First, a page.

However, to mitigate the impact on payments of annual fluctuations in the facility-level adjustment factors, we have proposed to use and, by this rule, adopt a three-year moving average approach instead of using only one year's worth of data to calculate the rural, LIP, and teaching status adjustment factors for FY 2010. Using the 3-year moving average approach and updated IRF claims data from FYs 2006 through 2008, we calculate a teaching status adjustment factor for this final rule of 0.6876, which is less than the factor 0.9012 that was applied to IRF PPS payments from FY 2006 through FY 2009. Since the teaching status adjustment factor for this final rule is lower than the current factor, we do not believe that it is necessary to consider the alternative “capping” methodologies suggested by MedPAC at this time. However, we will continue to monitor the data and work with MedPAC to analyze the reasons for the year-to-year fluctuations.

Comment: Several commenters requested that we use FY 2008 IRF claims and cost report data to update the facility-level adjustment factors for FY 2010.

Response: We appreciate the commenters' suggestions for updating the data used in the analysis of the IRF facility-level adjustment factors for FY 2010, and we agree that we should continue to use the most recent available data for these analyses. However, only about 20 percent of the FY 2008 IRF cost reports are available for analysis at this time. Thus, for this final rule, we have continued to use the most recent available data, which are the FY 2006, FY 2007, and FY 2008 IRF claims data and the corresponding year's cost report data or, if unavailable, the most recent available cost report data.

Final Decision: After carefully considering all of the comments that we received on the proposed updates to the rural, LIP, and teaching status adjustment factors for FY 2010, including the overwhelming support for the proposed use of a three-year moving average approach to calculating these adjustment factors, we are finalizing the following updates to the rural, LIP, and teaching status adjustment factors for FY 2010. Note that these updated Start Printed Page 39775adjustment factors were calculated using the same methodology RAND used in calculating the current adjustment factors but using updated FY 2006, FY 2007, and 2008 IRF claims data and the corresponding year's cost report data or, if unavailable, the most recent available cost report data. IRF PPS payments to IRFs in rural areas will be increased by 18.4 percent for FY 2010. IRF PPS payments will be adjusted for FY 2010 to account for the percentage of low-income patients that an IRF treats using the updated LIP adjustment formula of (1 + disproportionate share hospital (DSH) patient percentage) raised to the power of (0.4613), where the DSH patient percentage for each IRF =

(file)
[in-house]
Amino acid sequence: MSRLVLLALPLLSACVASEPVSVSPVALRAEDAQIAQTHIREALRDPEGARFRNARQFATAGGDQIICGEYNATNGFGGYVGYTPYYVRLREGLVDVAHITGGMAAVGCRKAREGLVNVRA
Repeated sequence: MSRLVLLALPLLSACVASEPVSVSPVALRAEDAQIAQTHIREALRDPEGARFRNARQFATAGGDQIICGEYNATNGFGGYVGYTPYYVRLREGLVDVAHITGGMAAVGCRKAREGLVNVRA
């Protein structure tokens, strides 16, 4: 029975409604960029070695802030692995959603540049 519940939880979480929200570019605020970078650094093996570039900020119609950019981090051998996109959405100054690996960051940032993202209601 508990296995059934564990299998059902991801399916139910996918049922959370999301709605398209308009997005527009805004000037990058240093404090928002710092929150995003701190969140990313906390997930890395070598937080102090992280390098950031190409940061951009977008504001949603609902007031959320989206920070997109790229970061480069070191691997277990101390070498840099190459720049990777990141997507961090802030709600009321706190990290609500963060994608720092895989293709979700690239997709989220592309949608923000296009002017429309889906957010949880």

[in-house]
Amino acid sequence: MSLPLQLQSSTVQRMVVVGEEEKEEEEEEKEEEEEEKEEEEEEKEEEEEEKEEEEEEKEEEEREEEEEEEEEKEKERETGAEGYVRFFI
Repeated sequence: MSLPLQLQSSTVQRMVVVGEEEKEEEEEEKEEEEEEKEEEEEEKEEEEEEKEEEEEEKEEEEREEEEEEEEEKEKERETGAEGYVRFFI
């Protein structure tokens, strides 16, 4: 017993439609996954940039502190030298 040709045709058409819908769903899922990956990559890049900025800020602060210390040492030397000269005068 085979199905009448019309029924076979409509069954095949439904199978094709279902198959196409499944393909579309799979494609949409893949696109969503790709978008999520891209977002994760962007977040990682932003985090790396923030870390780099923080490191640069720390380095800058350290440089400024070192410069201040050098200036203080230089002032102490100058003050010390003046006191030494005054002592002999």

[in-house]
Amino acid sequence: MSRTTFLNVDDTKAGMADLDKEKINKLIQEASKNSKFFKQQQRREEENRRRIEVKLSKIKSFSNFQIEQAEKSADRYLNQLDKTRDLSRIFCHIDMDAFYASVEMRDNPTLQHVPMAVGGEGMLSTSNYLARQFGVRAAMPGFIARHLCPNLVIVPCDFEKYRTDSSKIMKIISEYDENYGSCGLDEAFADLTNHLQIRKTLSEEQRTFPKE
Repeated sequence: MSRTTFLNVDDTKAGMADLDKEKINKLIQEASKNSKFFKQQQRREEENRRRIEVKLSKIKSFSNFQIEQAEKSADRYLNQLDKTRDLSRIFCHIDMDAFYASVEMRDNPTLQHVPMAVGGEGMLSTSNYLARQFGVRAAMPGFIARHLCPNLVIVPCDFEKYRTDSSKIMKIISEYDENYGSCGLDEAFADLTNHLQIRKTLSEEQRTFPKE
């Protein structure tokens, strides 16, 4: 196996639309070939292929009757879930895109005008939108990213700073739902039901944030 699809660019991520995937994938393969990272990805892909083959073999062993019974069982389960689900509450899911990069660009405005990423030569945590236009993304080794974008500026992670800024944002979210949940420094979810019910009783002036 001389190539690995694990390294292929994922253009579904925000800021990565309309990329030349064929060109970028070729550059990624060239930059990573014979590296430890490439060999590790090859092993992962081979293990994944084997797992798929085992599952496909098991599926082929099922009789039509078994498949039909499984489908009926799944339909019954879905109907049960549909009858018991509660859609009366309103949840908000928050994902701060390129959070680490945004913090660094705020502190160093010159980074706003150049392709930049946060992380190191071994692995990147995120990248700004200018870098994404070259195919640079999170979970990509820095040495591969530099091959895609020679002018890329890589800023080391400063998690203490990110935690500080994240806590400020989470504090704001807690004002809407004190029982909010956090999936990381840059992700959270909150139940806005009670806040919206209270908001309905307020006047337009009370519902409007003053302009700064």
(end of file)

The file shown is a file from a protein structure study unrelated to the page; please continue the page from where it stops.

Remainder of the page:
Finally, IRF PPS payments to eligible IRFs that qualify for the teaching status adjustment will be adjusted by the following updated formula for FY 2010: (1 + full-time equivalent (FTE) residents/average daily census) raised to the power of (0.6876). Note that the rural, LIP, and teaching status adjustment factors for FY 2010 differ from those proposed in the FY 2010 IRF PPS proposed rule (74 FR 21052, 21060 through 21061) due to the use of updated data in this final rule.

To calculate the updates to the rural, LIP, and teaching status adjustment factors for FY 2010, we used the following steps:

[Steps 1 and 2 are performed independently for each of three years of IRF claims data: FY 2006, FY 2007, and FY 2008]

Step 1. Calculate the average cost per case for each IRF in the IRF claims data using the corresponding year's cost report data or, if unavailable, the most recent available cost report data, as described above.